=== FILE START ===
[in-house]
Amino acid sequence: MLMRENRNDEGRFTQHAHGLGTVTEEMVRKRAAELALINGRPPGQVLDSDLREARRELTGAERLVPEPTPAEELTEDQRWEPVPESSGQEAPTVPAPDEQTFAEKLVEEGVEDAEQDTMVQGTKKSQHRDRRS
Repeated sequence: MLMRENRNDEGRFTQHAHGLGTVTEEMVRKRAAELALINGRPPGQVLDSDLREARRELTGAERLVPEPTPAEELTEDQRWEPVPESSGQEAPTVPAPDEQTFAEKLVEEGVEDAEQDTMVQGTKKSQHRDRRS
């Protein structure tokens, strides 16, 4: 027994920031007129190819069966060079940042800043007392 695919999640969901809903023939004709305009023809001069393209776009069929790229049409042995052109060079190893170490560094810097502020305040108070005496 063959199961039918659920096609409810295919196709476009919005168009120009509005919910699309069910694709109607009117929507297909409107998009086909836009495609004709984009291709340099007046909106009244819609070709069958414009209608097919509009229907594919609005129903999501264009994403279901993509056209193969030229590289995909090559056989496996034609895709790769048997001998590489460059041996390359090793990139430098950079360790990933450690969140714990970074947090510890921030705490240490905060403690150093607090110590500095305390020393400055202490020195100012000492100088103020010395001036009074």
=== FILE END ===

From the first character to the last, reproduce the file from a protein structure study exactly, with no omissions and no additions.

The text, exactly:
[in-house]
Amino acid sequence: MLMRENRNDEGRFTQHAHGLGTVTEEMVRKRAAELALINGRPPGQVLDSDLREARRELTGAERLVPEPTPAEELTEDQRWEPVPESSGQEAPTVPAPDEQTFAEKLVEEGVEDAEQDTMVQGTKKSQHRDRRS
Repeated sequence: MLMRENRNDEGRFTQHAHGLGTVTEEMVRKRAAELALINGRPPGQVLDSDLREARRELTGAERLVPEPTPAEELTEDQRWEPVPESSGQEAPTVPAPDEQTFAEKLVEEGVEDAEQDTMVQGTKKSQHRDRRS
């Protein structure tokens, strides 16, 4: 027994920031007129190819069966060079940042800043007392 695919999640969901809903023939004709305009023809001069393209776009069929790229049409042995052109060079190893170490560094810097502020305040108070005496 063959199961039918659920096609409810295919196709476009919005168009120009509005919910699309069910694709109607009117929507297909409107998009086909836009495609004709984009291709340099007046909106009244819609070709069958414009209608097919509009229907594919609005129903999501264009994403279901993509056209193969030229590289995909090559056989496996034609895709790769048997001998590489460059041996390359090793990139430098950079360790990933450690969140714990970074947090510890921030705490240490905060403690150093607090110590500095305390020393400055202490020195100012000492100088103020010395001036009074």